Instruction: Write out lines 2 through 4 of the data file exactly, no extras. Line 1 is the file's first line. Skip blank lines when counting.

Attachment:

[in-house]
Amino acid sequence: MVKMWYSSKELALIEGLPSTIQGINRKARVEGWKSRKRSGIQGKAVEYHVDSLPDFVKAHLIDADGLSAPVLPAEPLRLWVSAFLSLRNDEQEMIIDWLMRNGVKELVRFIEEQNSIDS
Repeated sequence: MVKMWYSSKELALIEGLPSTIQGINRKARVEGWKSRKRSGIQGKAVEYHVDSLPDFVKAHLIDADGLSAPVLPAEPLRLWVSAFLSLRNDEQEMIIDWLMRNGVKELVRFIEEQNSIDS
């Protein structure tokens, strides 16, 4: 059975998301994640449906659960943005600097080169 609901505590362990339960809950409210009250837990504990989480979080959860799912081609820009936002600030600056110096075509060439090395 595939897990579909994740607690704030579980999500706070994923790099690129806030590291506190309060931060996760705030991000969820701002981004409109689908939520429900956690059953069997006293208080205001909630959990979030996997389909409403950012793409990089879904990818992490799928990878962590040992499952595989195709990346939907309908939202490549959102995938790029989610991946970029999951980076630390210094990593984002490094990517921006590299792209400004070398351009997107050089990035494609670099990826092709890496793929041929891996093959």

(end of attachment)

Amino acid sequence: MVKMWYSSKELALIEGLPSTIQGINRKARVEGWKSRKRSGIQGKAVEYHVDSLPDFVKAHLIDADGLSAPVLPAEPLRLWVSAFLSLRNDEQEMIIDWLMRNGVKELVRFIEEQNSIDS
Repeated sequence: MVKMWYSSKELALIEGLPSTIQGINRKARVEGWKSRKRSGIQGKAVEYHVDSLPDFVKAHLIDADGLSAPVLPAEPLRLWVSAFLSLRNDEQEMIIDWLMRNGVKELVRFIEEQNSIDS
């Protein structure tokens, strides 16, 4: 059975998301994640449906659960943005600097080169 609901505590362990339960809950409210009250837990504990989480979080959860799912081609820009936002600030600056110096075509060439090395 595939897990579909994740607690704030579980999500706070994923790099690129806030590291506190309060931060996760705030991000969820701002981004409109689908939520429900956690059953069997006293208080205001909630959990979030996997389909409403950012793409990089879904990818992490799928990878962590040992499952595989195709990346939907309908939202490549959102995938790029989610991946970029999951980076630390210094990593984002490094990517921006590299792209400004070398351009997107050089990035494609670099990826092709890496793929041929891996093959």